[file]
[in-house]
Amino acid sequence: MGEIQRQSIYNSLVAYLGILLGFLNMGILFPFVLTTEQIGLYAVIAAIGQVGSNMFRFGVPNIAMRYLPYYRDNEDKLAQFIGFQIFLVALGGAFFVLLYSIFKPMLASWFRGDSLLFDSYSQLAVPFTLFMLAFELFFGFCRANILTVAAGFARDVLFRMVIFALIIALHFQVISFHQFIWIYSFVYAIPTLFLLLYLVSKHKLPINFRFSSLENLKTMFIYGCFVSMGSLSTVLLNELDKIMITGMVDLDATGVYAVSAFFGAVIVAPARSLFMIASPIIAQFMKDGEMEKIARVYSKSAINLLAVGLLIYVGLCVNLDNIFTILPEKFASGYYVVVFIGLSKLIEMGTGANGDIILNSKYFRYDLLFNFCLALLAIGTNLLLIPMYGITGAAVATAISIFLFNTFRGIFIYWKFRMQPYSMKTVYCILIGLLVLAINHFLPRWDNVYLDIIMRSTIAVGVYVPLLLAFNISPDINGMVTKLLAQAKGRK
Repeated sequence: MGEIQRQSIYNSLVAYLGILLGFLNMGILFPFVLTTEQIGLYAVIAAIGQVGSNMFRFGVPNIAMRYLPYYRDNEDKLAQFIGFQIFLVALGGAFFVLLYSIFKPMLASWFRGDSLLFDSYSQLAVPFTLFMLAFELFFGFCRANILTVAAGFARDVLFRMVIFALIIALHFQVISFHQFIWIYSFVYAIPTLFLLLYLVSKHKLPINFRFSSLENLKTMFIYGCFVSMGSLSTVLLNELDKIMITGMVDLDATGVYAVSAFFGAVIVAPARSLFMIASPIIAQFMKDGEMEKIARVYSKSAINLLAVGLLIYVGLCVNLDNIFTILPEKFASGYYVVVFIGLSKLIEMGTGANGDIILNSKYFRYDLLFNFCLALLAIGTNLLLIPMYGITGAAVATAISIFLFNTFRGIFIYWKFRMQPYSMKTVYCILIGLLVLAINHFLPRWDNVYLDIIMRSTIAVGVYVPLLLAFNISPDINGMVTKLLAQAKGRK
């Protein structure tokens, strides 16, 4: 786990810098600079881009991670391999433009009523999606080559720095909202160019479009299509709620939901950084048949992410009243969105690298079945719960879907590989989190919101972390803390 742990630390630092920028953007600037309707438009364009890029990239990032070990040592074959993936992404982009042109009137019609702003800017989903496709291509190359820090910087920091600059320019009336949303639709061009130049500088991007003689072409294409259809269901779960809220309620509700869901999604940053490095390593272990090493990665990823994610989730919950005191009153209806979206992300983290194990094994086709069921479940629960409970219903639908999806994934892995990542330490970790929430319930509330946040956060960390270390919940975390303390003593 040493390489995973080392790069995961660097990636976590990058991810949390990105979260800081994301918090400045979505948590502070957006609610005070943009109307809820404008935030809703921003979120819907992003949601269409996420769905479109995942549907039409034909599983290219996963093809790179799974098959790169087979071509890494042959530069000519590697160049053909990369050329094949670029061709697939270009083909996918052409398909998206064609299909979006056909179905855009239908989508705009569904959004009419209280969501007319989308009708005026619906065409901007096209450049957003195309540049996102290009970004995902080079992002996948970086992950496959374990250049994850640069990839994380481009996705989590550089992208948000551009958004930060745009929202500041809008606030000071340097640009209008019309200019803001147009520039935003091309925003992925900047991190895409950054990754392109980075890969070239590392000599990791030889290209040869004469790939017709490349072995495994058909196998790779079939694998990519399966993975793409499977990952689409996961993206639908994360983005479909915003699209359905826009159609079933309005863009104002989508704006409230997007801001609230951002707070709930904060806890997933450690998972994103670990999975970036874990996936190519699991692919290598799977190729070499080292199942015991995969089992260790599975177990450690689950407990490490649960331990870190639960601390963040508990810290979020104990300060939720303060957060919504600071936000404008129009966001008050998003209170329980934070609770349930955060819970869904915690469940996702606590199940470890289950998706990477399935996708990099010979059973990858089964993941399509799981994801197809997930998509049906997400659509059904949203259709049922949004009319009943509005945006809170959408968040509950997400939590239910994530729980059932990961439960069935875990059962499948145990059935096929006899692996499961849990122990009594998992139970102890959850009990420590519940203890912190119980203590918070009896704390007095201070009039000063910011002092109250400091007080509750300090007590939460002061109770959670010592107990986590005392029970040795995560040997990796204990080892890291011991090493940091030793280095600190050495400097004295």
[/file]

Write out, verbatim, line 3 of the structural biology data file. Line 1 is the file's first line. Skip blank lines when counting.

Repeated sequence: MGEIQRQSIYNSLVAYLGILLGFLNMGILFPFVLTTEQIGLYAVIAAIGQVGSNMFRFGVPNIAMRYLPYYRDNEDKLAQFIGFQIFLVALGGAFFVLLYSIFKPMLASWFRGDSLLFDSYSQLAVPFTLFMLAFELFFGFCRANILTVAAGFARDVLFRMVIFALIIALHFQVISFHQFIWIYSFVYAIPTLFLLLYLVSKHKLPINFRFSSLENLKTMFIYGCFVSMGSLSTVLLNELDKIMITGMVDLDATGVYAVSAFFGAVIVAPARSLFMIASPIIAQFMKDGEMEKIARVYSKSAINLLAVGLLIYVGLCVNLDNIFTILPEKFASGYYVVVFIGLSKLIEMGTGANGDIILNSKYFRYDLLFNFCLALLAIGTNLLLIPMYGITGAAVATAISIFLFNTFRGIFIYWKFRMQPYSMKTVYCILIGLLVLAINHFLPRWDNVYLDIIMRSTIAVGVYVPLLLAFNISPDINGMVTKLLAQAKGRK